“The older you become, the more you felt the hazy, confused thoughts of your youth. You saw yourself through a fogged window of glass and time.” So observes the morose middle-aged Copenhagen architect Jacob Errbo Nielsen, whose life—which is in flux professionally and personally—is about to be further shaken by his efforts to locate a woman whose presence seared him in his younger days.
The Summer of Ellen, by Agnete Friis (cowriter with Lene Kaaberbøl of the Nina Borg thrillers) delves into events of the summer of 1978. That’s when Nielsen and those around him came under the spell of the entrancing title character.
During that same time period a physically unattractive teenager known as Toad—real name, Lise—went missing. The younger Jacob had many a sexual fantasy about her, and as a close friend of her creepy brother, kept abreast of the fruitless search for her. As the adult Jacob retraces Ellen’s steps, he reexamines the fate of the unfortunate Lise.
The back cover copy for this book says that Jacob’s search uncovers issues of obsession—and the au courant cultural issue of “toxic masculinity.” Nix any thoughts of the latter. This is an atmospheric psychological journey, more character study than overt mystery, that owes much to the raging hormones of male teenagers, and the men they become.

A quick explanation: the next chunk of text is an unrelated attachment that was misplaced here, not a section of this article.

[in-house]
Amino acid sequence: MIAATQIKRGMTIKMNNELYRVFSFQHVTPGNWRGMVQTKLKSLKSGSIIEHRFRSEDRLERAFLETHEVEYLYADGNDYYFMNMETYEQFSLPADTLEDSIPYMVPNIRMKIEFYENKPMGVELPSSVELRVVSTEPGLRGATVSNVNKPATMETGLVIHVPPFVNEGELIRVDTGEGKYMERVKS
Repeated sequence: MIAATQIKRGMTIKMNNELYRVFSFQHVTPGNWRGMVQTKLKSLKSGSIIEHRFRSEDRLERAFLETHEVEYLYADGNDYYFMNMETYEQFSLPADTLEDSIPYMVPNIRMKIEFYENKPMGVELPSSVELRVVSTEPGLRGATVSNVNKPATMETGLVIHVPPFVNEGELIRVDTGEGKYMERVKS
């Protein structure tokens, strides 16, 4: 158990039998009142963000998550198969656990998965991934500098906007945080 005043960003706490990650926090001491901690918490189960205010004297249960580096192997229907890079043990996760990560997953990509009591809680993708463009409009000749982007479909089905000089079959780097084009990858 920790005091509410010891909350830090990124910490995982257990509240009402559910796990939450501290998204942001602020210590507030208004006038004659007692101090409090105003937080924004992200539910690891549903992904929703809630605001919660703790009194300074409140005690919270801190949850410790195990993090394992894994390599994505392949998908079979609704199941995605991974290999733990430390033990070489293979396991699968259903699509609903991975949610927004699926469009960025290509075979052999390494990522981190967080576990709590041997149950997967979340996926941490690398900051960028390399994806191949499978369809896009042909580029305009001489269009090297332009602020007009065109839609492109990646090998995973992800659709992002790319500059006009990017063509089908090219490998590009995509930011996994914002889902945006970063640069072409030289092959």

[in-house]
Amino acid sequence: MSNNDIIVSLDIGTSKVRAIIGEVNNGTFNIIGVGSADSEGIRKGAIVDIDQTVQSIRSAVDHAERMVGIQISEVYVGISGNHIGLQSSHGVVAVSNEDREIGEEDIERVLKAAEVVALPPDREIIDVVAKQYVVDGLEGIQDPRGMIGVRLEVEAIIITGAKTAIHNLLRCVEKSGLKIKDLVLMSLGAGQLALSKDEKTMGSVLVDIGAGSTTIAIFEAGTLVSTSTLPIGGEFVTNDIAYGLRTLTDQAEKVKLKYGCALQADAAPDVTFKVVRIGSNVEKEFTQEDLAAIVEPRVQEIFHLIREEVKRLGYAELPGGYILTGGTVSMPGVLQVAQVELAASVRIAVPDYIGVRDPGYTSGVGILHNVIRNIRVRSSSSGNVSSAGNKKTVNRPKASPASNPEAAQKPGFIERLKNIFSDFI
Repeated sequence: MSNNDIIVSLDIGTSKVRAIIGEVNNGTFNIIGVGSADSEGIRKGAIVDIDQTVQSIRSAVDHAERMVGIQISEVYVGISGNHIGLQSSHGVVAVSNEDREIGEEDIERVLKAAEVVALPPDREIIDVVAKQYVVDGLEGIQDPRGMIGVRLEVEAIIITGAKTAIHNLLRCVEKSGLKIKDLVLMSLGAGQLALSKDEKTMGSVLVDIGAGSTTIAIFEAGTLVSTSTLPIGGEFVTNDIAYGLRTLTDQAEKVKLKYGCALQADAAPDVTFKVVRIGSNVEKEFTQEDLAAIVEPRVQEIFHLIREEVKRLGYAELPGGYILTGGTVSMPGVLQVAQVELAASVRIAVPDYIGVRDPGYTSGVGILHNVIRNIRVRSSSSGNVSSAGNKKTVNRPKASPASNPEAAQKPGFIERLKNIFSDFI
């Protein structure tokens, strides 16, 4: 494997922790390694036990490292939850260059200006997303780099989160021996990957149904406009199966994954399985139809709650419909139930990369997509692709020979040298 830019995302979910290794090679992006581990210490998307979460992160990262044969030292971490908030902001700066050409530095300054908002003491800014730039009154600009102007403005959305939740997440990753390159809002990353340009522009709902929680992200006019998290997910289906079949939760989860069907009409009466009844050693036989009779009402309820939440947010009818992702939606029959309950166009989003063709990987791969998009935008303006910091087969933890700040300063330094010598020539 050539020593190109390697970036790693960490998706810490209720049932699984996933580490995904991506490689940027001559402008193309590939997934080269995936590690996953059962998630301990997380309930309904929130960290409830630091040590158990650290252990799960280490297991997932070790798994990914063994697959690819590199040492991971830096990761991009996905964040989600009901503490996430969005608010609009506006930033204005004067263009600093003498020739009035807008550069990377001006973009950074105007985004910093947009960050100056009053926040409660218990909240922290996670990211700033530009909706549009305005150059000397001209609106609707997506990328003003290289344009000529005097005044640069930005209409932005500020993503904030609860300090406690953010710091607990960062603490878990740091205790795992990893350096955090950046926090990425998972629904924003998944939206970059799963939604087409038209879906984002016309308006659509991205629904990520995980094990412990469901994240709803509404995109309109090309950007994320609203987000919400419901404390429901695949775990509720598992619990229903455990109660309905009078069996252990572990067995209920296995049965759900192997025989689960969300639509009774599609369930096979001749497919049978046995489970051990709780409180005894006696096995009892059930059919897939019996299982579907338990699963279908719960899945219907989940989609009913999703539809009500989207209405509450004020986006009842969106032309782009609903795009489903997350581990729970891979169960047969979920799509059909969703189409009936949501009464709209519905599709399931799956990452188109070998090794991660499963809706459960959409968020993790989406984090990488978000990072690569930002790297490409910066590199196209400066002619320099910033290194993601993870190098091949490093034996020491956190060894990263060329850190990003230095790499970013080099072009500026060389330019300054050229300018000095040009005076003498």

And though it’s a largely male-centric storyline, Ellen is a pretty darn compelling costar. Darkly striking, with deep blue eyes and “a wild forbidden laugh,” she had fled a nearby hippie commune when she asked to stay at the Jutland farm where Jacob lived with his two great uncles. Then a strapping 15-year-old who spent much of his free time obsessing about sex, and—as boys are prone to do—drawing graphic images of female body parts, Jacob was instantly aroused by the older (at 29) free-spirited woman.
Together they hiked the countryside, then sat side by side sketching. She nicknamed him “Utzon,” a nod to the great Danish architect Jørn Oberg Utzon (designer of the Sydney Opera House), and warned him to keep clear of the commune and her former long-haired drug-taking boyfriend.
Meantime, as the search for Lise continues, the sense of foreboding is heightened. Within this farmland setting, slaughterhouses and what occurs within them are more dominant than bucolic fields.
Along with sexually explicit passages, this book includes vivid depictions of animals being butchered. And there’s some cruel (and unnerving) abuse by characters desensitized to the plight of creatures headed for the food supply.
Befitting its late-’70s setting, there are plenty of pop-culture references—many of them Danish. Get ready to Google the likes of Ekstra Bladet (a Danish tabloid), Lily Broberg (Danish film and stage actress), The Olsen Gang (a Danish comedy film series), and Skagen yellow, a particular shade so-named because of the color of paint that dominates the quaint homes of the town that is home to Denmark’s main fishing port.
Speaking of colors, if we had to pick one to describe this book, we’d go with black with a splattering of red, and some bits of blue, to signify the hope that ultimately breaks through.